Mapping Your Medical Family Tree
Oct 03, 2011 08:34PM
● By Anonymous
Anyone who watches House, M.D. knows that the perpetually cranky Gregory House frequently scolds his minions for not getting “a complete history” on all their patients. As the plotline progresses it is often one seemingly insignificant piece of information that enables House to solve the case and, usually, save a life.
Knowing as much as possible about your own medical history, and sharing it with your physician, could have an important effect on you and your family one day. To make the picture as complete as possible, why not go back a lot further than your vaccination records? Consider tracing your own Medical Family Tree. It can be a fascinating search and a complex scientific journey.
Know Your DNA
A decade ago the ability to predict whether your child could have cystic fibrosis or asthma, even before he/she was conceived, may have seemed more like something from a science fiction film than reality. Today, however, almost nine years after the completion of the Human Genome Project (HGP), genetic counselors stand ready to help predict you and your family’s medical future.
The HGP, the research program that maps all the genes of human beings (our “genome”), provided a blueprint of sorts, for healthcare providers to treat and prevent disease. Now, with the help of certified genetic counselors (CGS), average people can take a proactive role in possibly preventing, treating, or curing genetic diseases by mapping their medical family history.
Even without scientific testing, however, you can still gain valuable information. A little investigating might reveal patterns of disorders among our relatives, for instance, because families often share not only genes but similar environments and lifestyles.
Because of these shared factors, a family medical history can determine increased risk for common disorders like heart disease, diabetes, and cancer, to name a few. Also, if research uncovers a history of rare diseases such as sickle cell anemia (a blood disorder) or narcolepsy (a sleep disorder), then there are certainly increased risks to your family for these diseases and may require increased vigilance.
It is because of the potential to reduce complications from disease by being aware of genetic patterns that the federal government (the Centers for Disease Control and Prevention, the Department of Health & Human Services, the National Institutes of Health) and organizations such as the American Medical Association recommend keeping detailed and up-to-date records of our medical family history.
Be Your Own Medical Detective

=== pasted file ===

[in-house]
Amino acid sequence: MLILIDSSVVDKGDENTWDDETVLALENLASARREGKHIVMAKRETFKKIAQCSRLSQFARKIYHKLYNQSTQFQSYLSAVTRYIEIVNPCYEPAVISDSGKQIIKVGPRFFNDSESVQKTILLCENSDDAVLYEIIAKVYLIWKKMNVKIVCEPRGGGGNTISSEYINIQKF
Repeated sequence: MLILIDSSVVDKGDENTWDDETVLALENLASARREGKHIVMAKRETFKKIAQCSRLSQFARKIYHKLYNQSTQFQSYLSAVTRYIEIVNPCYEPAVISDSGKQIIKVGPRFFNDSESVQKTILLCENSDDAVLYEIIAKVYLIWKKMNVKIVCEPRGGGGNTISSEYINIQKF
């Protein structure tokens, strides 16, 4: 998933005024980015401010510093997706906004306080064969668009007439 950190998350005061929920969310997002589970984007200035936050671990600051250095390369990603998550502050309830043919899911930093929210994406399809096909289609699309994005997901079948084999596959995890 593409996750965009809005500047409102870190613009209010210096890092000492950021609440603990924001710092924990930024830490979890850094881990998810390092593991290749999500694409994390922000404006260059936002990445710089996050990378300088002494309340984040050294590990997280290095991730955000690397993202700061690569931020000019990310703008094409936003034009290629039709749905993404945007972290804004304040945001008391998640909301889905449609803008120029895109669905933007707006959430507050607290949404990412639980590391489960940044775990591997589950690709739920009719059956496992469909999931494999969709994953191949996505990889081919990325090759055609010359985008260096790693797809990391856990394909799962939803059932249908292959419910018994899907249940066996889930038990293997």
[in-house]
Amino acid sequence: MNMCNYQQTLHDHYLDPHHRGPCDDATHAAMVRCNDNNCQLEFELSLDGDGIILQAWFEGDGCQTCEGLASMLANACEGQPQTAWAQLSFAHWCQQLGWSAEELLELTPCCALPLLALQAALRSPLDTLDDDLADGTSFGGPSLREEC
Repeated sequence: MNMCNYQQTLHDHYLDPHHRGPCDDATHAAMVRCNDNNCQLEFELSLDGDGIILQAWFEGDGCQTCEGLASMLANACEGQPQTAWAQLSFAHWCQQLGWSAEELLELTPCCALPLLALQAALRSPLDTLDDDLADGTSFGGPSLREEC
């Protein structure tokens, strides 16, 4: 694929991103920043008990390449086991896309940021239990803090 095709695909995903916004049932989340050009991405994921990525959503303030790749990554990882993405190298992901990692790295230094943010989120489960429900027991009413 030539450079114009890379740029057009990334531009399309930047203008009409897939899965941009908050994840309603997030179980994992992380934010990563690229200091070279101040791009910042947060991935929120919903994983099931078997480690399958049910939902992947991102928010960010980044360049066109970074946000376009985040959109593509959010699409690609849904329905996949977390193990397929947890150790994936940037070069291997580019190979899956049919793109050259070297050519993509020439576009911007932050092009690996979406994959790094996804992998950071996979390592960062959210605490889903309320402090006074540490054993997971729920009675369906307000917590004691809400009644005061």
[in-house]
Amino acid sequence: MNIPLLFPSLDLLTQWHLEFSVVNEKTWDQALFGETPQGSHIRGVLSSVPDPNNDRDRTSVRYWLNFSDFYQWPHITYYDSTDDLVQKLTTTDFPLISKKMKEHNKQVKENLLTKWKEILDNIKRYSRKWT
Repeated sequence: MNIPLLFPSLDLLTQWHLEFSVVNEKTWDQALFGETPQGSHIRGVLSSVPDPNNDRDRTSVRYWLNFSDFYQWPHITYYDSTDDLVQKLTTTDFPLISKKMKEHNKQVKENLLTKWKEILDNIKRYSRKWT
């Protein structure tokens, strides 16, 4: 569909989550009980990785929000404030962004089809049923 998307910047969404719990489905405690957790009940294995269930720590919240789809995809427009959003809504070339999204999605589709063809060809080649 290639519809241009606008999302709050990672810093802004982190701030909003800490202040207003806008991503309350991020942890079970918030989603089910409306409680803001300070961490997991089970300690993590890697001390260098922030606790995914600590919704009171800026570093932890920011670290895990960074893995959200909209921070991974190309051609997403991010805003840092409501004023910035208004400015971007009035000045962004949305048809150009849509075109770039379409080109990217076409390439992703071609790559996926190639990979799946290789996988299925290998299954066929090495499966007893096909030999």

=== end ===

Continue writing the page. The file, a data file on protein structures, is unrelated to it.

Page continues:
The National Society of Genetic Counselors website (www.nsgc.org) provides detailed information on how to go about creating a medical family tree. The NSGC suggests doing the following:
• Start by speaking with living parents and older relatives. Discussing medical histories can be a sensitive topic for some, but whatever information you are able to obtain may be of value.
• Create a family tree to find relatives you may not know who can provide more medical information. Search “genealogy” on the web, and find medical records and birth and death certificates by searching online databases like the one found at familysearch.org, a free site fueled by the meticulous recordkeeping of the Church of Jesus Christ of Latter-day Saints.
• Along with each relation, include age and cause of death (if deceased), and any illnesses (high blood pressure, alcoholism); medical incidents (i.e., heart attacks); birth defects (spina bifida, etc.); learning problems; handicaps (such as vision/hearing loss), along with when they developed these problems and what lifestyle choices (smoking, diet/exercise habits) that may be related.
The NSGC recommends updating this information yearly or whenever a change occurs. This vital record of your medical family history can be shared with your physician, and, if concerned, a genetic counselor can be sought.
So, at the next family wedding you attend, you may want to spend a little extra time mingling while you get names and phone numbers for future sleuthing.
After finding a rare disorder in your medical family tree, the next step might be genetic testing—the analysis of human DNA or certain metabolites to detect alterations associated with inherited disorders. Blood samples, newborn heel sticks, buccal (mouth) swabs, skin/organ biopsies, and prenatal samples (amniotic fluid tests) are all sources for genetic testing. Your doctor and/or genetic counselor can determine the appropriate test for you. A comprehensive look at genetic testing can be found at www.genetests.org, a website sponsored by the National Center for Biotechnology Information (NCBI).
Thanks to government and private sector interest in genetic forecasting much of the information needed for using genetics to map our medical history can be found online. The following websites are helpful resources for mapping your medical history:
• “My Family Health Portrait” is a web tool from the surgeon general, https://familyhistory.hhs.gov/fhh-web/home.action. Enter, save, print, and share health history using this tool.
• Find genetic counselors at www.nsgc.org; gene clinics at www.geneclinics.org; and info on medical conditions and support groups at www.geneticalliance.org.
• Genome.gov provides links to almost everything you need to know to prepare your medical history, including information on genetic testing and diseases.